Here, we have constructed a combination of the genetic algorithms (GA) with Random Forest (RF) algorithms to detect reliable sets of cancer-associated 5’isomiRs from TCGA isomiR expression data for multiclass tumor classification (Fig. 1). After 100 independent runs, the prediction accuracies of each classifier for each cancer could be obtained with 300 generations of GA. Based on the initial pre-selected set population size, we obtained 100 sets of the optimal predictive features, each of which is comprised of 50–5’isomiRs. The GA/RF and GA/SVM achieved quite similar results (the average sensitivities were 92 and 91.5%, respectively), and then our following analysis only used the result from GA/RF classifier. The 100 generated predictor sets required relatively similar classification accuracies(Fig. 2a, Fig. 2b), which indicated that our selected 5’isomiR sets were remarkably accurate for multiclass tumor classifications. Besides, the prediction accuracies for cholangiocarcinoma (CHOL), rectum adenocarcinoma (READ) and esophageal carcinoma (ESCA), were recorded to be relatively low, indicating that these tumors were often classified as other types (Fig. 2c). Interestingly, the samples of these cancers could be effectively classified in some runs by altering the training and test set, with different isomiR sets, except for READ. Further, in order to investigate which tumor types could be hardly distinguished from all others, we calculated the mean prediction sensitivity for all runs. Notably, similar tumor classification was obtained as reported previously (Fig. 2d). Moreover, the majority of samples from READ tumor were misclassified as colon adenocarcinoma (COAD), which could be attributed to similar molecular expression, histology, and anatomical location [19, 34]. These findings suggested that the GA/RF model could perform effective tumor classification by a series of largely independent optimal predictor 5′ isomiR sets.
Fig. 1

The work flow of our GA/RF based algorithm for detecting reliable sets of cancer-associated 5’isomiRs from TCGA isomiR expression data

Fig. 2

Analysis of GA/SVM-derived optimal feature sets for 100 runs generated by GA/SVM. a The average sensitivity for 100 generated predictor sets. b The average MCC (Matthew’s Correlation Coefficient) for 100 generated predictor sets [43]. c The prediction accuracies for 32 tumor classifications. d The average sensitivity of test-set samples predicted to be each of the 32 tumor types. X-axis and Y-axis list the actual and the predicted cancer type, respectively. The color of each cell in the heatmap is the average sensitivity of the test-set samples originally as the cancer type in X-axis to be predicted as the cancer type in Y-axis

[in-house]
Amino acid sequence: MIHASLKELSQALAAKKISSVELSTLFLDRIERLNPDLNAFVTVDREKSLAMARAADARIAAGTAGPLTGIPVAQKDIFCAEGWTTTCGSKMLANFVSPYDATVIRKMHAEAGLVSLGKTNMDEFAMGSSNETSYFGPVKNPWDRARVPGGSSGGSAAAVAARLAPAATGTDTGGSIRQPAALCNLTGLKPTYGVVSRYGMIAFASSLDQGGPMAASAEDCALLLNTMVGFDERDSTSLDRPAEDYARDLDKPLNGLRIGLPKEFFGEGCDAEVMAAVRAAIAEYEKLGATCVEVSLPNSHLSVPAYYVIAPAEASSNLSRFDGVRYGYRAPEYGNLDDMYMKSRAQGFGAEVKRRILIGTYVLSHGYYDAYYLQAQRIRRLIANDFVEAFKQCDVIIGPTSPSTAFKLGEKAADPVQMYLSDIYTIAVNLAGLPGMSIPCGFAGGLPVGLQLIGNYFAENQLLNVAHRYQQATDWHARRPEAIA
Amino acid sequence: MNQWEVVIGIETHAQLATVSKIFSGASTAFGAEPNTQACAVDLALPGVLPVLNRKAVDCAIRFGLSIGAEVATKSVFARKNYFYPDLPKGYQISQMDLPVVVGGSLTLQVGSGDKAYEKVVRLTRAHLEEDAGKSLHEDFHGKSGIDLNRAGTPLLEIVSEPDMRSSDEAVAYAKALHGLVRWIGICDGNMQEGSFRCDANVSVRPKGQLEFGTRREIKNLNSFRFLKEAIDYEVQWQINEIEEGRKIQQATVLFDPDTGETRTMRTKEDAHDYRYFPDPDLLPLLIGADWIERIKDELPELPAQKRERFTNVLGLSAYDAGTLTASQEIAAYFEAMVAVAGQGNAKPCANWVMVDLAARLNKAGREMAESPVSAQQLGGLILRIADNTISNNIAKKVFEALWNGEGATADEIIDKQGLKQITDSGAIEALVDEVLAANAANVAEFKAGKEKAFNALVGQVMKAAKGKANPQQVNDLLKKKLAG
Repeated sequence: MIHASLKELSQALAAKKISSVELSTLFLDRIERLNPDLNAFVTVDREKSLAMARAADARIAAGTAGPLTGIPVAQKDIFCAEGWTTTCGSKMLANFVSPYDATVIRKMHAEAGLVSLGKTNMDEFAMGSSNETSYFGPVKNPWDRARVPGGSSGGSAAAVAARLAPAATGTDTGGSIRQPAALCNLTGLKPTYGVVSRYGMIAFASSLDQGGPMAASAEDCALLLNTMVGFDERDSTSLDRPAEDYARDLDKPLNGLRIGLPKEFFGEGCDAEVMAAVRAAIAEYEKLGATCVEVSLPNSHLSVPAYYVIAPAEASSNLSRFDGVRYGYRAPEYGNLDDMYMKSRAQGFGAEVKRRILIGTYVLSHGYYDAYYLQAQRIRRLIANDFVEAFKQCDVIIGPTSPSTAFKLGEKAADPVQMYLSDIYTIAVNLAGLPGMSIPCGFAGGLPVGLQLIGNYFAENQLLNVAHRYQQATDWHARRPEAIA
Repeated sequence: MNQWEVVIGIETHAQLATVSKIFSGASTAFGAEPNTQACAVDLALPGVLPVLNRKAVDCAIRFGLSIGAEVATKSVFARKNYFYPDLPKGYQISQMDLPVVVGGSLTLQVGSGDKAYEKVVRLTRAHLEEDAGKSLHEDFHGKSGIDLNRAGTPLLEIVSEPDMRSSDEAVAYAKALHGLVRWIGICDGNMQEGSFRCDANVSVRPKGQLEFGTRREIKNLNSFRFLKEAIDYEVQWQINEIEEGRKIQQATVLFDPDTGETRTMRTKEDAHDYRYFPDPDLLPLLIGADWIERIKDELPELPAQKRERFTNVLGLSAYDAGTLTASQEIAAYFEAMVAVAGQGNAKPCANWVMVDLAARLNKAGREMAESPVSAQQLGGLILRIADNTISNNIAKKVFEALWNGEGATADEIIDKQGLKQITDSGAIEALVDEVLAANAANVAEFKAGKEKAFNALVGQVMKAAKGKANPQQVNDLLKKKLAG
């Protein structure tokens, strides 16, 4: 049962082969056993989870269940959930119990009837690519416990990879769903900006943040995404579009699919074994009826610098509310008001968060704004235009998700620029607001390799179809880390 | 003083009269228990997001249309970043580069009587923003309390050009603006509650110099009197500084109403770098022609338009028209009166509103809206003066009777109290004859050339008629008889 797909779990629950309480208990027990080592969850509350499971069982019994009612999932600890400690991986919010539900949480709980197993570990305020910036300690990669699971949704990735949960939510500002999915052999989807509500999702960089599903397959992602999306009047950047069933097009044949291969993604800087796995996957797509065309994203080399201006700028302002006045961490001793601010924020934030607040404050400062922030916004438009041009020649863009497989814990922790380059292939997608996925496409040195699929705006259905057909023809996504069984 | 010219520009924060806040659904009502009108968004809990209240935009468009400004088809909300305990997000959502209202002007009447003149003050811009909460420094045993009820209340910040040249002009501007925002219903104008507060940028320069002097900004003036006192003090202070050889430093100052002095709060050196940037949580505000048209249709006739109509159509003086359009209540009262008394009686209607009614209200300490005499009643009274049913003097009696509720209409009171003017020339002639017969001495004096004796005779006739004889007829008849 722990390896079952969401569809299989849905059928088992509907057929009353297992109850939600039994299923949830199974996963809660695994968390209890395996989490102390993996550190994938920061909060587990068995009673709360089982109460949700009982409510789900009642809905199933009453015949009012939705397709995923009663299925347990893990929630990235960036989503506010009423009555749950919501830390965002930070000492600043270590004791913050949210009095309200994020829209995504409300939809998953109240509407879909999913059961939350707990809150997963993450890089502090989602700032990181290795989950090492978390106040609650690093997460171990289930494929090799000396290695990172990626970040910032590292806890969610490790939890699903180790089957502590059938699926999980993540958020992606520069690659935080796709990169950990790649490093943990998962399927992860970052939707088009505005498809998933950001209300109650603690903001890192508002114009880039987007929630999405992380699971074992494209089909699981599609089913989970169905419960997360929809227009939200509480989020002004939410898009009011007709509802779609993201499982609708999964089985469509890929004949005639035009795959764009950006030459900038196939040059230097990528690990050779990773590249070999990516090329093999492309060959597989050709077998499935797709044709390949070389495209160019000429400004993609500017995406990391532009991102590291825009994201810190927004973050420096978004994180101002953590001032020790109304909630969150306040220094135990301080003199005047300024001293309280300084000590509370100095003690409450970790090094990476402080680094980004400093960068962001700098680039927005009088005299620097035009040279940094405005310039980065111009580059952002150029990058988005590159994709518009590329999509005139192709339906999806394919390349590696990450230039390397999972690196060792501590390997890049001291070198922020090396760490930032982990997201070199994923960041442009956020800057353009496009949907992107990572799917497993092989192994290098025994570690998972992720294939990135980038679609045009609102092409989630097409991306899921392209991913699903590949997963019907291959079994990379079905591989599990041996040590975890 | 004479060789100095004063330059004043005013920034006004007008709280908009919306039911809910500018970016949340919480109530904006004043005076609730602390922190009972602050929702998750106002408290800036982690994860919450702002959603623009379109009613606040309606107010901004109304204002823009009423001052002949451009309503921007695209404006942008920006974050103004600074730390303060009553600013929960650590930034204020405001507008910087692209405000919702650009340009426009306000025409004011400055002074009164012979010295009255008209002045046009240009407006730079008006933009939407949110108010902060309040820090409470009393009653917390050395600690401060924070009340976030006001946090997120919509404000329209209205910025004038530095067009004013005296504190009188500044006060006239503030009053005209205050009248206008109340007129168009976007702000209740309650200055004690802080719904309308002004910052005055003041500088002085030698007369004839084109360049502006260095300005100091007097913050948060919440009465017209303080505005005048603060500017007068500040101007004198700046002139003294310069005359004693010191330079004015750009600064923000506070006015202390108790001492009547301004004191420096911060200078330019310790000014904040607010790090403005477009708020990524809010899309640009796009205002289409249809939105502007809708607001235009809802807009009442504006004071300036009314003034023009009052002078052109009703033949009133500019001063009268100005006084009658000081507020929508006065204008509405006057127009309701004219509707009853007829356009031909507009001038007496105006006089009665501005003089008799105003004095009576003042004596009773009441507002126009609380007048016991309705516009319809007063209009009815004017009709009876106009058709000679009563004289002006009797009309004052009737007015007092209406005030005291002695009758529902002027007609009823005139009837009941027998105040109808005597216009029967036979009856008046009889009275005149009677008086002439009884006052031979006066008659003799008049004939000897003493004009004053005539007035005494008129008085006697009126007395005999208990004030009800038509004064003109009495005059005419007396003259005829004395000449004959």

Characterization of the highly frequent 5’isomiRs

For all 100 runs, we acquired 100 sets of GA/RF classifiers and each set comprised of 50 items. Then, the frequency of selected 5′ isomiR across all the optimal predictive set was calculated. The relative significance of each 5′ isomiR for tumor classification was assessed by counting how often it appeared in these predicted optimal feature sets. For the functional enrichment analysis, we included all 5′ isomiRs with the frequency of ≥11 in these sets. It is difficult to randomly select a gene for more than 11 times in a 100 subset from 100 runs for a given dataset of 2231 samples, and the significance of adjusted p-value was calculated as less than 0.01 followed by Bonferroni correlation for multiple testing. Finally, 41 highly frequent 5’isomiRs were selected (Table 2). Notably, of which 28 had different 5′ loci than that of the canonical miRNA from miRBase 21, and some 5’isomiRs even originated from the same pre-miRNA.
Table 2

Detail description of 41 highly frequent 5′ isomiRs in 100 generated predictor sets

5’isomiR ID

Chromosome

Strand

Start site

Corresponding miRNA ID

Frequency in 100 runs

Canonical seed region?

313